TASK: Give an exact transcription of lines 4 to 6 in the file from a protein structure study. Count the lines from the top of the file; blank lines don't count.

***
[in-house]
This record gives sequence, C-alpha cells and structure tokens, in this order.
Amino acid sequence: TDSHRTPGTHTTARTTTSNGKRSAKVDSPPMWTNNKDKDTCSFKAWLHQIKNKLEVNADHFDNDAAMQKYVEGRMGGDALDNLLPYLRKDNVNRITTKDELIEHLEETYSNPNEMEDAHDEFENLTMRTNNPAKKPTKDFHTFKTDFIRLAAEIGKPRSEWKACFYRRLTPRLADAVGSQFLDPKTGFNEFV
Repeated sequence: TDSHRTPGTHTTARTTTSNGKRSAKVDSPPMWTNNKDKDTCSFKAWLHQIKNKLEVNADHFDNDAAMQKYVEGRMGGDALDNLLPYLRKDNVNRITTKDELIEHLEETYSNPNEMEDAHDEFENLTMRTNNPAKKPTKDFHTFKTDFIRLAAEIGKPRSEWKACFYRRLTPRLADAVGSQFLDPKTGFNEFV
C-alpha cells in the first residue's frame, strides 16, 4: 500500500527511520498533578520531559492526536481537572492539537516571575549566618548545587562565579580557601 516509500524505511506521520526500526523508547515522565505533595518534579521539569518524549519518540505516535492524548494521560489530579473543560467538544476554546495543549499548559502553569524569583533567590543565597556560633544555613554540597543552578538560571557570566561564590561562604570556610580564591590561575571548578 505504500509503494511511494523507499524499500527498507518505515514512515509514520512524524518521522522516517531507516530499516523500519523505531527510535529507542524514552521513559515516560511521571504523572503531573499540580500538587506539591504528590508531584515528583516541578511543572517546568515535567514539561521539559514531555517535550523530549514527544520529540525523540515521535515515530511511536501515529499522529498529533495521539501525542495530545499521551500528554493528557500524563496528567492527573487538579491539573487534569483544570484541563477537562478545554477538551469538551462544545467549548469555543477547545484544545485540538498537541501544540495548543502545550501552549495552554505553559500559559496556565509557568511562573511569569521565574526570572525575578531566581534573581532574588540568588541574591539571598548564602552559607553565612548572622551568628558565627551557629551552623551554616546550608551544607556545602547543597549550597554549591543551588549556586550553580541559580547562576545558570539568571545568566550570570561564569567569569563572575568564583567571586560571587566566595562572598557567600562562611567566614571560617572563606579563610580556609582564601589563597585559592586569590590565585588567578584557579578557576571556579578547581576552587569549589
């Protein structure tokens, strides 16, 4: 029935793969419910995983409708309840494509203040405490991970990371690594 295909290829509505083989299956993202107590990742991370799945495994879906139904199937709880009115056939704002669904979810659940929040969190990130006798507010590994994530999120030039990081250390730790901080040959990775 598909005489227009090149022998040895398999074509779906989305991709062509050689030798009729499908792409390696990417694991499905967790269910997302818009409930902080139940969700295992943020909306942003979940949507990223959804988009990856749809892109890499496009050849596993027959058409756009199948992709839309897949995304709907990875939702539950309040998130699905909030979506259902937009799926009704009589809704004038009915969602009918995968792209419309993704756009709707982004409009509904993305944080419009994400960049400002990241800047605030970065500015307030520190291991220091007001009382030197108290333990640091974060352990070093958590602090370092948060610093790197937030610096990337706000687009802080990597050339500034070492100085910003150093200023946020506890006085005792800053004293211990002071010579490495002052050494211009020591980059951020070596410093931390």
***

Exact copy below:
Repeated sequence: TDSHRTPGTHTTARTTTSNGKRSAKVDSPPMWTNNKDKDTCSFKAWLHQIKNKLEVNADHFDNDAAMQKYVEGRMGGDALDNLLPYLRKDNVNRITTKDELIEHLEETYSNPNEMEDAHDEFENLTMRTNNPAKKPTKDFHTFKTDFIRLAAEIGKPRSEWKACFYRRLTPRLADAVGSQFLDPKTGFNEFV
C-alpha cells in the first residue's frame, strides 16, 4: 500500500527511520498533578520531559492526536481537572492539537516571575549566618548545587562565579580557601 516509500524505511506521520526500526523508547515522565505533595518534579521539569518524549519518540505516535492524548494521560489530579473543560467538544476554546495543549499548559502553569524569583533567590543565597556560633544555613554540597543552578538560571557570566561564590561562604570556610580564591590561575571548578 505504500509503494511511494523507499524499500527498507518505515514512515509514520512524524518521522522516517531507516530499516523500519523505531527510535529507542524514552521513559515516560511521571504523572503531573499540580500538587506539591504528590508531584515528583516541578511543572517546568515535567514539561521539559514531555517535550523530549514527544520529540525523540515521535515515530511511536501515529499522529498529533495521539501525542495530545499521551500528554493528557500524563496528567492527573487538579491539573487534569483544570484541563477537562478545554477538551469538551462544545467549548469555543477547545484544545485540538498537541501544540495548543502545550501552549495552554505553559500559559496556565509557568511562573511569569521565574526570572525575578531566581534573581532574588540568588541574591539571598548564602552559607553565612548572622551568628558565627551557629551552623551554616546550608551544607556545602547543597549550597554549591543551588549556586550553580541559580547562576545558570539568571545568566550570570561564569567569569563572575568564583567571586560571587566566595562572598557567600562562611567566614571560617572563606579563610580556609582564601589563597585559592586569590590565585588567578584557579578557576571556579578547581576552587569549589
């Protein structure tokens, strides 16, 4: 029935793969419910995983409708309840494509203040405490991970990371690594 295909290829509505083989299956993202107590990742991370799945495994879906139904199937709880009115056939704002669904979810659940929040969190990130006798507010590994994530999120030039990081250390730790901080040959990775 598909005489227009090149022998040895398999074509779906989305991709062509050689030798009729499908792409390696990417694991499905967790269910997302818009409930902080139940969700295992943020909306942003979940949507990223959804988009990856749809892109890499496009050849596993027959058409756009199948992709839309897949995304709907990875939702539950309040998130699905909030979506259902937009799926009704009589809704004038009915969602009918995968792209419309993704756009709707982004409009509904993305944080419009994400960049400002990241800047605030970065500015307030520190291991220091007001009382030197108290333990640091974060352990070093958590602090370092948060610093790197937030610096990337706000687009802080990597050339500034070492100085910003150093200023946020506890006085005792800053004293211990002071010579490495002052050494211009020591980059951020070596410093931390």